Another border of concern is the one between Afghanistan and Tajikistan, which is also controlled by the Taliban militia. More than 1,000 Afghan soldiers crossed the border into the former Soviet country after fighting in the north.


The chaos and instability that is already spilling over into nearby countries has alarmed Russia. Sergei Lavrov, Russia's foreign minister, assured that Moscow was ready to defend its regional allies. Lavrov referred in particular to the Russian military base in Tajikistan. Central Asian countries must deal with the violence in Afghanistan, but they must also control many of their citizens who plan to join the ranks of the Taliban. As Huloberdi Holiknazar, Director of the Tajik Centre for Central Asian and Chinese Studies, told EFE, "various experts estimate that between 3,000 and 5,000 Tajik, Uzbek and Turkmen jihadists are fighting in Afghanistan".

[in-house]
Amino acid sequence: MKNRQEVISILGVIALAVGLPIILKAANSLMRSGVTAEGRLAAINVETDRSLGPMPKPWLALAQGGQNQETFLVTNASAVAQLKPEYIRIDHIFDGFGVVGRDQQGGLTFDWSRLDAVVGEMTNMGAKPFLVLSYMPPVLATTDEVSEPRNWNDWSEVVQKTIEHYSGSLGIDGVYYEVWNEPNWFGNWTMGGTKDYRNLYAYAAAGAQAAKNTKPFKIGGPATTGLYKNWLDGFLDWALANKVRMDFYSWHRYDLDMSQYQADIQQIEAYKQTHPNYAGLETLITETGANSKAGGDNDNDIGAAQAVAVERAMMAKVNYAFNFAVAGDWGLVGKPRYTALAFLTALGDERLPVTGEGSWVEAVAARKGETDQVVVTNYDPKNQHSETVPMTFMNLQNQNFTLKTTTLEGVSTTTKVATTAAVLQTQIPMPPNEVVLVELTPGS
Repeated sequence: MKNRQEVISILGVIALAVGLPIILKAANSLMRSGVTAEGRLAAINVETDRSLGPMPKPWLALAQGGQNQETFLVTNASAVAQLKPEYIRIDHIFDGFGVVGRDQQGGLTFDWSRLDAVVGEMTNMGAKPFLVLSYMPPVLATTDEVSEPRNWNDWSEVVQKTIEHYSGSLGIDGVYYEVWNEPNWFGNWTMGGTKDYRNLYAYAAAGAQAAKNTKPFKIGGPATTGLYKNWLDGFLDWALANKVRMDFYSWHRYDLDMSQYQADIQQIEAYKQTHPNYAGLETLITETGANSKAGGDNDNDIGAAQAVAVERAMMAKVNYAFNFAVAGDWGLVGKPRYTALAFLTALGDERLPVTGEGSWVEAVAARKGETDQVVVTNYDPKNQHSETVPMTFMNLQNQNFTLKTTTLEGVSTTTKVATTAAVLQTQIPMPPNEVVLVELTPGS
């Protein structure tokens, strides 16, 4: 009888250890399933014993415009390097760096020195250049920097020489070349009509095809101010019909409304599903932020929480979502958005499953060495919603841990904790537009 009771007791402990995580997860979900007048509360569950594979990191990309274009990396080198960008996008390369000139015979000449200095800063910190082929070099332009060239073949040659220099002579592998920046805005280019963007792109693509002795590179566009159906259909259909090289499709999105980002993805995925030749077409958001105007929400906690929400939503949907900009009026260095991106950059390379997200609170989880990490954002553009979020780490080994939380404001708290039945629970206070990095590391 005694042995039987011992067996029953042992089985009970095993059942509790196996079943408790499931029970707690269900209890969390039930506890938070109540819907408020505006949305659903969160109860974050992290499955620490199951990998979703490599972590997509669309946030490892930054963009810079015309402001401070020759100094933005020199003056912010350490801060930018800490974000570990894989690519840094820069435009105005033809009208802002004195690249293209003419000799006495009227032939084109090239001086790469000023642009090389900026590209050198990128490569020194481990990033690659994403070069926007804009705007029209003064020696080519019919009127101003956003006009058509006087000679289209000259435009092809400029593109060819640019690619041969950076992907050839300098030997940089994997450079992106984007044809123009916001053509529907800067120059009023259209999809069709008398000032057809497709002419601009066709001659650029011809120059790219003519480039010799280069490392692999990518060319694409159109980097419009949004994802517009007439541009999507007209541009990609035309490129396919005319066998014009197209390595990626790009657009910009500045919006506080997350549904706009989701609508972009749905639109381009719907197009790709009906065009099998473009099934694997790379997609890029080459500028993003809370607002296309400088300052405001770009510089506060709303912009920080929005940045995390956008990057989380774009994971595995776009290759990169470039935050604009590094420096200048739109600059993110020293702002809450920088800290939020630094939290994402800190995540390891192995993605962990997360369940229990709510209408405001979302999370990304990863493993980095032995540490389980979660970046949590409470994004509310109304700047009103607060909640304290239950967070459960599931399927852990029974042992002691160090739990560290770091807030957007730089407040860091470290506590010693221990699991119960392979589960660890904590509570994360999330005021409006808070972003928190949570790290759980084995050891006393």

China, which borders Afghanistan through the Wakhan Corridor, and India have evacuated their citizens in the country as foreign troops have begun to withdraw. Beijing, like Tehran, has pointed the finger at Washington as the main culprit in the situation. "The United States disregards its responsibilities and duties and hastily withdraws troops from Afghanistan, leaving disaster and war on the Afghan people and countries in the region," the Chinese foreign ministry said. The ministry also called the US "the original culprit of the Afghan problem".

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While countries evacuate their citizens and the military returns home, the Afghan population suffers most from the Taliban's advance. Recent attacks in Kabul and Kandahar have claimed the lives of several civilians, but these are only a small fraction of the thousands killed by the war. During 2009 and 2020, 38,000 people were killed according to a report by the UN Assistance Mission in Afghanistan. Last year, 5,939 civilians lost their lives.